Author: Terry Pratchett
Publisher: Harper Collins
# of Pages: 384
Favorite Line: It's a funny saying, 'broaden your horizons.' I mean, there's just *the* horizon, which moves away from you, so you never actually catch up with it. You only get to where it's been... Or maybe it was the other way round; maybe you moved. You changed.
This review is based on an advanced reader's edition.
The sea has taken everything.
Mau is the only one left after a giant wave sweeps his island village away. But when much is taken, something is returned, and somewhere in the jungle Daphne—a girl from the other side of the globe—is the sole survivor of a ship destroyed by the same wave.
Together the two confront the aftermath of catastrophe. Drawn by the smoke of Mau and Daphne's sheltering fire, other refugees slowly arrive: children without parents, mothers without babies, husbands without wives—all of them hungry and all of them frightened. As Mau and Daphne struggle to keep the small band safe and fed, they defy ancestral spirits, challenge death himself, and uncover a long-hidden secret that literally turns the world upside down. . . .Wow, two reviews from me in one week! How long has it been since that has happened? Too long to divulge, I think. Well, Terry Pratchett has that effect on me- his books are always entertaining. He is one of my absolute favorite authors, and this book will certainly hold a place of honor in my collection as it seems unlikely that Pratchett will be forthcoming with many more novels, as he has been diagnosed with early-onset Alzheimer's.
Terry Pratchett is one of the few authors I have read whose female characters never seem to annoy me- unless they are created to be annoying. They always seem very real and practical, which is generally a good thing. In fact, the only reason none of his females are on my list of Females That Don't Annoy Me is because *all* of them would probably be on there, and that would make it a very long list.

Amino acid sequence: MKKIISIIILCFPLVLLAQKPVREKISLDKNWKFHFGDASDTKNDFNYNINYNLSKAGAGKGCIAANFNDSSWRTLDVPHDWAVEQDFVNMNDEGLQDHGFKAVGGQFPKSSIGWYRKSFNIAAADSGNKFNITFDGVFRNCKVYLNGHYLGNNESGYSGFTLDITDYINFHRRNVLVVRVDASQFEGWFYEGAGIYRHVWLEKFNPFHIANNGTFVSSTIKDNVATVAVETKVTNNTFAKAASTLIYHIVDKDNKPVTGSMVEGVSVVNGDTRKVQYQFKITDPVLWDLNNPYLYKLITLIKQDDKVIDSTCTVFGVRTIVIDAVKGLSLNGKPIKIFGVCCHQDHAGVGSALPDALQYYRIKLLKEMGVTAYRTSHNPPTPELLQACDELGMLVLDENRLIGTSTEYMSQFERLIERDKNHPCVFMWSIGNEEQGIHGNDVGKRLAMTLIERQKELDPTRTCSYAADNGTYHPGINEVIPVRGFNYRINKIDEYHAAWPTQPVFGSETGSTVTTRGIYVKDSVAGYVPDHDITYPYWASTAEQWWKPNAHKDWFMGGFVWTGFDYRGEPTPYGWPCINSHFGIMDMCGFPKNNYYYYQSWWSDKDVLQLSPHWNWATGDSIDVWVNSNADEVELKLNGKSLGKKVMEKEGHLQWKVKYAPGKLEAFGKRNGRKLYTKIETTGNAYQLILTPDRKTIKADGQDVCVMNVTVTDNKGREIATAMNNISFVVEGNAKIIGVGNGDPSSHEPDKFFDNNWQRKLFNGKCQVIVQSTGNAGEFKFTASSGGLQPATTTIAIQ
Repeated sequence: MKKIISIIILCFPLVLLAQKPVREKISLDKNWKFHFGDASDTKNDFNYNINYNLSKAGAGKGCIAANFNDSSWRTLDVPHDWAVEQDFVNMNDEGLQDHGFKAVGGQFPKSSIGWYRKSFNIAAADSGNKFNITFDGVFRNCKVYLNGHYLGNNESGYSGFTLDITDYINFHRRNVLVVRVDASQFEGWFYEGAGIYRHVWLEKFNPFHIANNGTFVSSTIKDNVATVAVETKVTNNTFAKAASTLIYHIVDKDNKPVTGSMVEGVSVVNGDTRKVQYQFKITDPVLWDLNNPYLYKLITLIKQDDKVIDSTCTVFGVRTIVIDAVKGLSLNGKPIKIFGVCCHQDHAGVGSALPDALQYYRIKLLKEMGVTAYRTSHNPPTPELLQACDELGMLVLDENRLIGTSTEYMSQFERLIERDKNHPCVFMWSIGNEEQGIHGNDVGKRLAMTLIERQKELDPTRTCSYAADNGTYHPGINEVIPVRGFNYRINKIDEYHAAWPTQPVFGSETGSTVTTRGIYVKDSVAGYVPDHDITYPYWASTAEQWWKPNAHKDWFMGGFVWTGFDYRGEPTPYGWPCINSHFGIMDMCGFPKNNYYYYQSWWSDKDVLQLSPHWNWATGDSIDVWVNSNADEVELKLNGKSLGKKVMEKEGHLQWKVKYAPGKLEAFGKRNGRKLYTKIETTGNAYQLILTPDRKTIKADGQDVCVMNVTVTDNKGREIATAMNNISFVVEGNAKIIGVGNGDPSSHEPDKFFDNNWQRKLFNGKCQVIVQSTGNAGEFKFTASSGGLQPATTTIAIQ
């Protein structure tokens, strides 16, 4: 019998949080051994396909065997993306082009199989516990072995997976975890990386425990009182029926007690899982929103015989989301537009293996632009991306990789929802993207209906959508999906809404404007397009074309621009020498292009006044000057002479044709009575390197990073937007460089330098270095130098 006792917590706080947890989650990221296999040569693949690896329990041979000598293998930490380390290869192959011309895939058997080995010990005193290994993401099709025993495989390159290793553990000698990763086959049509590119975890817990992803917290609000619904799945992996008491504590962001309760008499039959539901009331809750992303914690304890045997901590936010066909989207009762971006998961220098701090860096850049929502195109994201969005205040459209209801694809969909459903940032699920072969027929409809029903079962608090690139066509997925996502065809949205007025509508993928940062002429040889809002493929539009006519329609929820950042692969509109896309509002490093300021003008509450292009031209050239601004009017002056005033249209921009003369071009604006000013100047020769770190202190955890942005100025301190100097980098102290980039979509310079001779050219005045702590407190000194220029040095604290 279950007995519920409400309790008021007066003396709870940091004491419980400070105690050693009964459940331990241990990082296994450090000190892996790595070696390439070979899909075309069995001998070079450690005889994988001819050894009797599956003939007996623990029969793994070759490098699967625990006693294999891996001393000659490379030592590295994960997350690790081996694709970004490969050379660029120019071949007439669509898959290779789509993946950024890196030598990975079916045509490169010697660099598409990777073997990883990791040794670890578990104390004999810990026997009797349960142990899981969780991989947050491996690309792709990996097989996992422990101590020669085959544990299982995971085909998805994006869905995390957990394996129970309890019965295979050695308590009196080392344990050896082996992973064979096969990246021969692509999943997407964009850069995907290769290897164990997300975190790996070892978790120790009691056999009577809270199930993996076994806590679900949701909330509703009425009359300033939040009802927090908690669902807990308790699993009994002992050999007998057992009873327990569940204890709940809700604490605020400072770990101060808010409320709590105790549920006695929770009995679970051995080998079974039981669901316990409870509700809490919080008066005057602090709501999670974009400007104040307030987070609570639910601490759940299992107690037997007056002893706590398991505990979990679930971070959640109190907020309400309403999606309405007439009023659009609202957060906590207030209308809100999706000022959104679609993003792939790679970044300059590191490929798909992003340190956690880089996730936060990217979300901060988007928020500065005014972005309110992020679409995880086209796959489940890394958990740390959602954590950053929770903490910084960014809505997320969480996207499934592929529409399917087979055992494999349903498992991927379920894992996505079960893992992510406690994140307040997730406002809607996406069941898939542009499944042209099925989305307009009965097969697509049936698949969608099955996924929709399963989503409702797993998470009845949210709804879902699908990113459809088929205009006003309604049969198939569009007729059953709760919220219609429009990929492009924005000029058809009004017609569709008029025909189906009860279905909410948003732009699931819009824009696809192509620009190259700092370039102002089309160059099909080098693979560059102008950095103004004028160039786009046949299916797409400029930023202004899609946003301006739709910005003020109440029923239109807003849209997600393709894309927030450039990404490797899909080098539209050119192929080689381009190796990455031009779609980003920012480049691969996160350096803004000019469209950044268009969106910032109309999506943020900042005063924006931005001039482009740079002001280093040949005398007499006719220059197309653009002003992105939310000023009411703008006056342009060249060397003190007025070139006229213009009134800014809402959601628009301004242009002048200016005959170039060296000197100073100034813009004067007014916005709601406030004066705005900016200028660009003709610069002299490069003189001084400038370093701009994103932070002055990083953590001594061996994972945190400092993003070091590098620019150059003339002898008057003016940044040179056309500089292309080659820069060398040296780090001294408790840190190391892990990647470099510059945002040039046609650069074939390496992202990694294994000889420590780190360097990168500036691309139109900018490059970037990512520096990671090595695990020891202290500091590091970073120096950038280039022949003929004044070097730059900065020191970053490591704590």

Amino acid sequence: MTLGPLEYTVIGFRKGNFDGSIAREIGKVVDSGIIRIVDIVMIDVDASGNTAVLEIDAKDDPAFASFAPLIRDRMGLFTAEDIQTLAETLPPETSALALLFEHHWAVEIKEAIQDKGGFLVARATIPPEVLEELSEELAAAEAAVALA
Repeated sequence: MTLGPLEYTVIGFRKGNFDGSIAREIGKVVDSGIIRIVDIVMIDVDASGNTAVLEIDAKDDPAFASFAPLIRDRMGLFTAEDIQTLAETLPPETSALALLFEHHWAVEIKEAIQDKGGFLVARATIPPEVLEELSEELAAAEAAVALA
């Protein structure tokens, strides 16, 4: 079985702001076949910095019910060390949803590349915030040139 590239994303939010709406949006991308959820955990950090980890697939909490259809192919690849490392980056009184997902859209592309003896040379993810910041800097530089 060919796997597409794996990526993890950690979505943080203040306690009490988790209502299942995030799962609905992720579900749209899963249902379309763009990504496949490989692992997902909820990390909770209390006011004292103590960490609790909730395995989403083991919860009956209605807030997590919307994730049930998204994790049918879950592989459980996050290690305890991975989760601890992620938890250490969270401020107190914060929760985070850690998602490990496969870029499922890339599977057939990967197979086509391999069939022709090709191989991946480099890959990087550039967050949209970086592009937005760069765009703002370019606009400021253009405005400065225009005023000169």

I received Nation as part of the Amazon Vine program for reviewing products. I am very happy to have received it. It is being marketed as a "young adult" novel, but I am not sure why as it is written in much the same way as his books that take place in Discworld (this one does not). Maybe because it's a "coming-of-age" story. Whether for young adults or old adults, though, it's thoroughly entertaining. Pratchett is in top form with his way of telling a good story while sharing an important Life's Lesson that everyone should learn. And doing it all in a way that makes you laugh out loud as you read. So beware of reading this book in cramped public transportation. You might snort, and people might look at you funny and then awkwardly shift away. Believe me. I know.
Nation is about the clash of cultures- what happens when the civilized world meets the uncivilized world, and what might have happened, historically, if everyone had just decided to get along with each other. The situation isn't very original- it has been done by many authors before, and will probably be used many times again. But of course it's Terry Pratchett, so the story comes to life with cussing parrots, ornery old grandmothers, the mysteries of milking a pig, an inappropriate song about making beer, and cannibals. I really love the way that Pratchett is so casual and light-hearted in his writing, but by the end of the book has made his very important point so eloquently that you might cry.
I don't know how to do justice to a Pratchett plot or to his characters - the plot is good, and the characters are lovely. That's all I can really say without either giving everything away or not saying anything. I think any Pratchett fan will love this book, and I think anyone who likes satire and witty writing would love Terry Pratchett. If you haven't read him yet, you should. If you have read him, you should check out this book. Neither he nor the book will disappoint.